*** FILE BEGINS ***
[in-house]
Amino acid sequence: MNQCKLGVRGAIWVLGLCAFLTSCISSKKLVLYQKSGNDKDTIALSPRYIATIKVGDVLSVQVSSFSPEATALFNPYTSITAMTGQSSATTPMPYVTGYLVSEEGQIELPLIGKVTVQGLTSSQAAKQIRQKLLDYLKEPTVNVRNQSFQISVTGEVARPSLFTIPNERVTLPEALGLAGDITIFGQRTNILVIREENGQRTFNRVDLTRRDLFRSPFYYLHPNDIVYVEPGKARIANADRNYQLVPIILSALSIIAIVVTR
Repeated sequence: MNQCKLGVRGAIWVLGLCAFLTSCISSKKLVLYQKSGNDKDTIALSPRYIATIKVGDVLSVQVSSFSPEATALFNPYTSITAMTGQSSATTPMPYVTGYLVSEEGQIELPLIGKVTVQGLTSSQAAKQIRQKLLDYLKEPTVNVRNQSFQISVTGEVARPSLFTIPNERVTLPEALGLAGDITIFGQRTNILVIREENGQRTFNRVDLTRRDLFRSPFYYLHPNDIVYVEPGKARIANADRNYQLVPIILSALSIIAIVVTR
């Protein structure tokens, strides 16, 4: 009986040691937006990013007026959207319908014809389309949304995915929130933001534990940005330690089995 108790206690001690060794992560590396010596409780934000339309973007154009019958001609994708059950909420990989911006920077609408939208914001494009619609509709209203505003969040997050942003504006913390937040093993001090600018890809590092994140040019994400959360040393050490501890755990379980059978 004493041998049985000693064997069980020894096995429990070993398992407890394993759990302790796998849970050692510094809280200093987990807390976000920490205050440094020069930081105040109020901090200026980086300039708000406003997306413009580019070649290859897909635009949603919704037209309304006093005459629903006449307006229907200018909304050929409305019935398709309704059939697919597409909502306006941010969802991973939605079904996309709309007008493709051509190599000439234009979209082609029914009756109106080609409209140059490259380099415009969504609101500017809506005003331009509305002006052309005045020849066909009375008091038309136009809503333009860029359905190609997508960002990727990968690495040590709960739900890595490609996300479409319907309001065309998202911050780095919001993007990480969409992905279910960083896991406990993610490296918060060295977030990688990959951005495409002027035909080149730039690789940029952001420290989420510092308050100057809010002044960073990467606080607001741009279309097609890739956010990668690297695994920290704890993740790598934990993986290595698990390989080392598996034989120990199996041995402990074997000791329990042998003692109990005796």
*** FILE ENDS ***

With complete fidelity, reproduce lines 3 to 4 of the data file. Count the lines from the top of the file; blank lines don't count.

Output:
Repeated sequence: MNQCKLGVRGAIWVLGLCAFLTSCISSKKLVLYQKSGNDKDTIALSPRYIATIKVGDVLSVQVSSFSPEATALFNPYTSITAMTGQSSATTPMPYVTGYLVSEEGQIELPLIGKVTVQGLTSSQAAKQIRQKLLDYLKEPTVNVRNQSFQISVTGEVARPSLFTIPNERVTLPEALGLAGDITIFGQRTNILVIREENGQRTFNRVDLTRRDLFRSPFYYLHPNDIVYVEPGKARIANADRNYQLVPIILSALSIIAIVVTR
């Protein structure tokens, strides 16, 4: 009986040691937006990013007026959207319908014809389309949304995915929130933001534990940005330690089995 108790206690001690060794992560590396010596409780934000339309973007154009019958001609994708059950909420990989911006920077609408939208914001494009619609509709209203505003969040997050942003504006913390937040093993001090600018890809590092994140040019994400959360040393050490501890755990379980059978 004493041998049985000693064997069980020894096995429990070993398992407890394993759990302790796998849970050692510094809280200093987990807390976000920490205050440094020069930081105040109020901090200026980086300039708000406003997306413009580019070649290859897909635009949603919704037209309304006093005459629903006449307006229907200018909304050929409305019935398709309704059939697919597409909502306006941010969802991973939605079904996309709309007008493709051509190599000439234009979209082609029914009756109106080609409209140059490259380099415009969504609101500017809506005003331009509305002006052309005045020849066909009375008091038309136009809503333009860029359905190609997508960002990727990968690495040590709960739900890595490609996300479409319907309001065309998202911050780095919001993007990480969409992905279910960083896991406990993610490296918060060295977030990688990959951005495409002027035909080149730039690789940029952001420290989420510092308050100057809010002044960073990467606080607001741009279309097609890739956010990668690297695994920290704890993740790598934990993986290595698990390989080392598996034989120990199996041995402990074997000791329990042998003692109990005796």